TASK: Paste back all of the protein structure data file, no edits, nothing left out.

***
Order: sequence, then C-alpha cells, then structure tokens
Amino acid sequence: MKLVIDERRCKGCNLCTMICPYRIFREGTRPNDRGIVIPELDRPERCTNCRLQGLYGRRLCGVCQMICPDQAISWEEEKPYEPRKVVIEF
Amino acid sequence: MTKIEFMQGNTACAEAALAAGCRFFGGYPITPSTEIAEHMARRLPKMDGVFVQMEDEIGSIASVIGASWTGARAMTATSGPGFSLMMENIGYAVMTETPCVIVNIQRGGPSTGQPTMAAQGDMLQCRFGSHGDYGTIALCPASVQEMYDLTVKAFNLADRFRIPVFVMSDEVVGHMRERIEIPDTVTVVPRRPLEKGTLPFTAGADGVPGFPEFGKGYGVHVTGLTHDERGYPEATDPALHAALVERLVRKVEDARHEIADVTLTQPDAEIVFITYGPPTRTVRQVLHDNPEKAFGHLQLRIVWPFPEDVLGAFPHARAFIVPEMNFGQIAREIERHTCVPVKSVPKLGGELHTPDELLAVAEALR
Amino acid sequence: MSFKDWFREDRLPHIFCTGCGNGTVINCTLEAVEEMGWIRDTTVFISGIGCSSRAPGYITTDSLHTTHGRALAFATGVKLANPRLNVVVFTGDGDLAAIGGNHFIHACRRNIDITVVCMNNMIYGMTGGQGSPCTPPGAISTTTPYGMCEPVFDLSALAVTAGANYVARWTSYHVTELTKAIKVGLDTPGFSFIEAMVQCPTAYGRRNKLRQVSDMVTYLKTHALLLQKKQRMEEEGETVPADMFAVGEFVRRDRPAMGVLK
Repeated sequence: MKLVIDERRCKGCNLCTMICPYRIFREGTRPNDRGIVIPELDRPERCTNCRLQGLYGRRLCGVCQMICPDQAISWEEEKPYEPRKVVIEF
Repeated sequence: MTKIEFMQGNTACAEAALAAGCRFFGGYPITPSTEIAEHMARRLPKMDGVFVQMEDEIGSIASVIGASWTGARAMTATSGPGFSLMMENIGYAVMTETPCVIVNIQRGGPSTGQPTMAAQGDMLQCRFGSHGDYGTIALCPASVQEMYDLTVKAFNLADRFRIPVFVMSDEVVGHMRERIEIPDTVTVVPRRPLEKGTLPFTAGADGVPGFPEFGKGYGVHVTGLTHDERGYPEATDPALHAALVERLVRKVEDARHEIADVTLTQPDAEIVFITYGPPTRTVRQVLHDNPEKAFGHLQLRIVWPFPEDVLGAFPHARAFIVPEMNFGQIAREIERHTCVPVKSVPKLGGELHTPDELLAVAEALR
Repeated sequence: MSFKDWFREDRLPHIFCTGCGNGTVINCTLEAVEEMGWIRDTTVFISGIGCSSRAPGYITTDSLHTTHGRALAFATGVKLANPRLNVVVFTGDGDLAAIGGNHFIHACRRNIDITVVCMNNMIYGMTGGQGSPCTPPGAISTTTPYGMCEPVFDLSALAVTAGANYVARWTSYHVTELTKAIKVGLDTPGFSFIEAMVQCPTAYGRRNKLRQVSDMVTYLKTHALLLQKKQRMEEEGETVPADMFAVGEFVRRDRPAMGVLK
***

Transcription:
Order: sequence, then C-alpha cells, then structure tokens
Amino acid sequence: MKLVIDERRCKGCNLCTMICPYRIFREGTRPNDRGIVIPELDRPERCTNCRLQGLYGRRLCGVCQMICPDQAISWEEEKPYEPRKVVIEF
Amino acid sequence: MTKIEFMQGNTACAEAALAAGCRFFGGYPITPSTEIAEHMARRLPKMDGVFVQMEDEIGSIASVIGASWTGARAMTATSGPGFSLMMENIGYAVMTETPCVIVNIQRGGPSTGQPTMAAQGDMLQCRFGSHGDYGTIALCPASVQEMYDLTVKAFNLADRFRIPVFVMSDEVVGHMRERIEIPDTVTVVPRRPLEKGTLPFTAGADGVPGFPEFGKGYGVHVTGLTHDERGYPEATDPALHAALVERLVRKVEDARHEIADVTLTQPDAEIVFITYGPPTRTVRQVLHDNPEKAFGHLQLRIVWPFPEDVLGAFPHARAFIVPEMNFGQIAREIERHTCVPVKSVPKLGGELHTPDELLAVAEALR
Amino acid sequence: MSFKDWFREDRLPHIFCTGCGNGTVINCTLEAVEEMGWIRDTTVFISGIGCSSRAPGYITTDSLHTTHGRALAFATGVKLANPRLNVVVFTGDGDLAAIGGNHFIHACRRNIDITVVCMNNMIYGMTGGQGSPCTPPGAISTTTPYGMCEPVFDLSALAVTAGANYVARWTSYHVTELTKAIKVGLDTPGFSFIEAMVQCPTAYGRRNKLRQVSDMVTYLKTHALLLQKKQRMEEEGETVPADMFAVGEFVRRDRPAMGVLK
Repeated sequence: MKLVIDERRCKGCNLCTMICPYRIFREGTRPNDRGIVIPELDRPERCTNCRLQGLYGRRLCGVCQMICPDQAISWEEEKPYEPRKVVIEF
Repeated sequence: MTKIEFMQGNTACAEAALAAGCRFFGGYPITPSTEIAEHMARRLPKMDGVFVQMEDEIGSIASVIGASWTGARAMTATSGPGFSLMMENIGYAVMTETPCVIVNIQRGGPSTGQPTMAAQGDMLQCRFGSHGDYGTIALCPASVQEMYDLTVKAFNLADRFRIPVFVMSDEVVGHMRERIEIPDTVTVVPRRPLEKGTLPFTAGADGVPGFPEFGKGYGVHVTGLTHDERGYPEATDPALHAALVERLVRKVEDARHEIADVTLTQPDAEIVFITYGPPTRTVRQVLHDNPEKAFGHLQLRIVWPFPEDVLGAFPHARAFIVPEMNFGQIAREIERHTCVPVKSVPKLGGELHTPDELLAVAEALR
Repeated sequence: MSFKDWFREDRLPHIFCTGCGNGTVINCTLEAVEEMGWIRDTTVFISGIGCSSRAPGYITTDSLHTTHGRALAFATGVKLANPRLNVVVFTGDGDLAAIGGNHFIHACRRNIDITVVCMNNMIYGMTGGQGSPCTPPGAISTTTPYGMCEPVFDLSALAVTAGANYVARWTSYHVTELTKAIKVGLDTPGFSFIEAMVQCPTAYGRRNKLRQVSDMVTYLKTHALLLQKKQRMEEEGETVPADMFAVGEFVRRDRPAMGVLK